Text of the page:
One of the most interesting things that Okan said to us as we ambled down Bagdat Caddesi, which he called Fenerbahce’s “Citadel,” was his belief that “football is one of the few outlets where Turks can express themselves freely.” I had not thought about it until then, but Okan was pinpointing a nagging contradiction in Turkish politics. Despite all of the extraordinary changes in Turkey over the last decade that have led to endless declarations among Ankara’s boosters in Washington and Europe that Turkey has “made great democratic strides,” almost eleven years after the Justice and Development Party (AKP) came to power, there is certain conformity within the political arena. Those who challenge the AKP do so at significant risk. This is not to suggest that Turkey is an authoritarian police state, but there are features of Turkish politics that seem to be indistinguishable from non-democratic polities.
The numbers may have decreased since April of 2012, but there are still a fair number of journalists in Turkish jails, a greater number who have lost their jobs for criticizing the government, and still a greater number of journalists who, due to the exigencies of feeding sons, daughters, husbands, wives, or parents, compromise their professional integrity and self-censor. The day of the Fenerbahce game, I heard a Turkish journalist, who I know to be a critic of Erdogan and the AKP, publicly extol the prime minister and his party’s stewardship of the country. Furthermore, on Friday, a well-known journalist named Amberin Zaman was dismissed from her post at the daily Habertürk under ambiguous circumstances, though she has been rather critical of the government’s Syria policy, leading people to conclude that she was sacked for that reason.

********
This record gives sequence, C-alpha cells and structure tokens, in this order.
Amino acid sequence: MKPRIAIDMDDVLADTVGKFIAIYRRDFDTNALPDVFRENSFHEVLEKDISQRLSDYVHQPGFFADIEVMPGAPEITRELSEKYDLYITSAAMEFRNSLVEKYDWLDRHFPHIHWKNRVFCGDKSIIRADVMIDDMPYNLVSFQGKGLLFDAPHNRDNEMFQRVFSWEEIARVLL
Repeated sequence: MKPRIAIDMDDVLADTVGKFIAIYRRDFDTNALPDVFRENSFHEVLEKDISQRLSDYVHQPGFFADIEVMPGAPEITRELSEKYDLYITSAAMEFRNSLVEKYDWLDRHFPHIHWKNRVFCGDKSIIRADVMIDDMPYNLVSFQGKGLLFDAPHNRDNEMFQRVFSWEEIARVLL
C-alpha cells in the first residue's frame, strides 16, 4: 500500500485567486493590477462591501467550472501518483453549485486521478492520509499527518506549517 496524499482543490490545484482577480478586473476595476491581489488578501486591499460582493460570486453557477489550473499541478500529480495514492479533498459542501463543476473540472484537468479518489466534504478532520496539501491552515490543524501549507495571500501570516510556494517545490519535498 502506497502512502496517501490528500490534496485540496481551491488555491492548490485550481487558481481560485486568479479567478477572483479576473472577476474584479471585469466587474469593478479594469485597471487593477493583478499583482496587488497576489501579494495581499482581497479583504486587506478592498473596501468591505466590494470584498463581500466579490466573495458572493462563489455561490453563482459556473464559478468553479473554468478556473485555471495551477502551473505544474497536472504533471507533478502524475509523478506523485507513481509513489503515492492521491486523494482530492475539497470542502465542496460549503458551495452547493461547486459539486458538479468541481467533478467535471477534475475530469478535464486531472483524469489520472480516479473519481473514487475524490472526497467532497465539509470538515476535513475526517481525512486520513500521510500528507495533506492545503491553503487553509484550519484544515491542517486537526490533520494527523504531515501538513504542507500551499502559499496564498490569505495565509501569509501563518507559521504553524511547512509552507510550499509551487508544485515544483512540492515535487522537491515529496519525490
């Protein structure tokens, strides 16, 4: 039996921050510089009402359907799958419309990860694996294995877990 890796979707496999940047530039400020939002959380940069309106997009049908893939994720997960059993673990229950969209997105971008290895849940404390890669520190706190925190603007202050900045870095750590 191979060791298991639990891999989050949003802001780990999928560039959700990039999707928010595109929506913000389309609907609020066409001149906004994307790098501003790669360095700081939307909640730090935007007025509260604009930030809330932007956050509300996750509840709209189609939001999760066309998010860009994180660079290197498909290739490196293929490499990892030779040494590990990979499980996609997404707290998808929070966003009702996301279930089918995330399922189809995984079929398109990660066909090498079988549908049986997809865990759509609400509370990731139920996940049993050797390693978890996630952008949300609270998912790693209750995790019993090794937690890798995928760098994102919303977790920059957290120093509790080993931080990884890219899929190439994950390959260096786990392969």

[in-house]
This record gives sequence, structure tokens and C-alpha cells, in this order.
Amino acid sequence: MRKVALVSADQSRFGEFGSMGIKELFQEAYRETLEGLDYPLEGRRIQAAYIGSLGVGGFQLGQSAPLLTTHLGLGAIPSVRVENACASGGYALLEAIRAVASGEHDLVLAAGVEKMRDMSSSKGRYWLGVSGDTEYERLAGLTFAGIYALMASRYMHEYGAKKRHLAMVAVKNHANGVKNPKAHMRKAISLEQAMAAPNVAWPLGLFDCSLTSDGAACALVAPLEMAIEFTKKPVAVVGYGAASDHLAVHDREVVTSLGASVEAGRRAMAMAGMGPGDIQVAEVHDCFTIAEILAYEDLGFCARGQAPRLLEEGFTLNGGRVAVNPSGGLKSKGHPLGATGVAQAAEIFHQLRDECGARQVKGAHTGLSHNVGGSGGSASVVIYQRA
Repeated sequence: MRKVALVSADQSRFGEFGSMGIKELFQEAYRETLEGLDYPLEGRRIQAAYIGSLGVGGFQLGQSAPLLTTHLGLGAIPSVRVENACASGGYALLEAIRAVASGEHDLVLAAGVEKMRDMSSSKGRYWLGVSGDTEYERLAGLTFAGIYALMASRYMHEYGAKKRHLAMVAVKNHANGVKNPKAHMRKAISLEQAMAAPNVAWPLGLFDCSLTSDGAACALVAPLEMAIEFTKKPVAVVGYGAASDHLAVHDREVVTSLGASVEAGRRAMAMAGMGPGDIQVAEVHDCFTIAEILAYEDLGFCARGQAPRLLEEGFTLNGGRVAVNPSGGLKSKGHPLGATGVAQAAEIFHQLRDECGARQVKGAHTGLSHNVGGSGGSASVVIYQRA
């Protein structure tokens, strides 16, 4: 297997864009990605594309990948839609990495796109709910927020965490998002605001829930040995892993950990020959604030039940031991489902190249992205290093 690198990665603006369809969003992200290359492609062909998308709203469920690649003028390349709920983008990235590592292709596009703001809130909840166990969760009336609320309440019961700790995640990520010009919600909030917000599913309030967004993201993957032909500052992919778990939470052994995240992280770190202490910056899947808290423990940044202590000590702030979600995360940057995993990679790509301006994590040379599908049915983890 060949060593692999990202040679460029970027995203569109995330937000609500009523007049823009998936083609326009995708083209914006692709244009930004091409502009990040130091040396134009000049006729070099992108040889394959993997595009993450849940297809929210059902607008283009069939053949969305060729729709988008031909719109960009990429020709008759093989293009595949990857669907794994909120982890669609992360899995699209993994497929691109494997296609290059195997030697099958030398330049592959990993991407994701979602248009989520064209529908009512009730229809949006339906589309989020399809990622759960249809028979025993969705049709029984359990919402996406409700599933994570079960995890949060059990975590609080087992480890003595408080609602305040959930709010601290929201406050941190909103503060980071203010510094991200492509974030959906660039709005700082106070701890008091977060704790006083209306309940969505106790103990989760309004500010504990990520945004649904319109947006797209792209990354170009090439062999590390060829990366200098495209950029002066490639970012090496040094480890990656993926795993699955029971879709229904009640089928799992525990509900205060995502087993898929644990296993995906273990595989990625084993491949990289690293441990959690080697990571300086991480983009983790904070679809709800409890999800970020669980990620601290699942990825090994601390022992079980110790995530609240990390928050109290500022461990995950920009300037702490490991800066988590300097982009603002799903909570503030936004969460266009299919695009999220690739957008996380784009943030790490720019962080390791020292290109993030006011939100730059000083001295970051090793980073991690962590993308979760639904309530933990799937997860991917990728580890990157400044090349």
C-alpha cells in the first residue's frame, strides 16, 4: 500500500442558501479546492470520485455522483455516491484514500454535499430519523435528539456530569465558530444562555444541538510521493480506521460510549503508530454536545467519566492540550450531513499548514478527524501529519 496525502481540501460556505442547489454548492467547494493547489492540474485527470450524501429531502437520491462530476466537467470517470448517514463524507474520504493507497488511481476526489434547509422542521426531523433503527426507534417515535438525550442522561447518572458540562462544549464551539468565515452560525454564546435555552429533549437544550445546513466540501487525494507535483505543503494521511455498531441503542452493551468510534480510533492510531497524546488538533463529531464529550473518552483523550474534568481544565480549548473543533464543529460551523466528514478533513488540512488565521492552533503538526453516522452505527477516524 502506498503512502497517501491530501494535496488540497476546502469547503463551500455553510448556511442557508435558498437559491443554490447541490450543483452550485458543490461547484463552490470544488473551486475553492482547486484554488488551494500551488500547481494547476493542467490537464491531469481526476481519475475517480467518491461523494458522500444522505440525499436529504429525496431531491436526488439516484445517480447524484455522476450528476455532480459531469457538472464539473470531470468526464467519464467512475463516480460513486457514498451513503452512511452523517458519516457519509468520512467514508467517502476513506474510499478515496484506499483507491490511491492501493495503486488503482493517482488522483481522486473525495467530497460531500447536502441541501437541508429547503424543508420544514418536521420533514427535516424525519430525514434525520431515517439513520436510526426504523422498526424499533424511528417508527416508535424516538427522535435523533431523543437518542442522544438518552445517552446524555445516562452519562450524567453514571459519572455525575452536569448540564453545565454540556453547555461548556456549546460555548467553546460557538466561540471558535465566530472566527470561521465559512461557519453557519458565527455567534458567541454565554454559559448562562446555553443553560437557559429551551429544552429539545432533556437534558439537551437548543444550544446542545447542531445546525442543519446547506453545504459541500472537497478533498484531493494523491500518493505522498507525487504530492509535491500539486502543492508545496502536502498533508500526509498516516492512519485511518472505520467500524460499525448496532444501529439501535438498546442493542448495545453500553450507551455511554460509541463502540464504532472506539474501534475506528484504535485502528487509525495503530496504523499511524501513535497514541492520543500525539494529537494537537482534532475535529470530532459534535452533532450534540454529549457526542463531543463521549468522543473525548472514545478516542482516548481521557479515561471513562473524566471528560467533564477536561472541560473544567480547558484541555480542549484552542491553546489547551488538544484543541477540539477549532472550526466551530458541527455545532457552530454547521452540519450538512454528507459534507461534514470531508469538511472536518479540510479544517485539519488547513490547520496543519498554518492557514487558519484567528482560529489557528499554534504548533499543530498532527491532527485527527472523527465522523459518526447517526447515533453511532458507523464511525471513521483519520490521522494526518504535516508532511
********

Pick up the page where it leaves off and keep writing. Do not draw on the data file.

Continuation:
The sad state of Turkish journalism is but one example of Turkey’s backsliding. There are many more. So the next time you hear a Turkish official, American foreign policy intellectual, or a particular subset of European elite declare that “Turkey is more democratic than it was a decade ago,” they are speaking the truth, but also keep in mind that the country is less open than it was seven years ago. In the meantime, “Fenerbahçem sen çok yaşa... Canım feda olsun sana... Hiç bir şeye değişilmez... Senin sevgin bu dünyada!” (Long live my Fenerbahçe... It’s worth sacrificing my life for you... Unmatched in the world... Is the love for you!)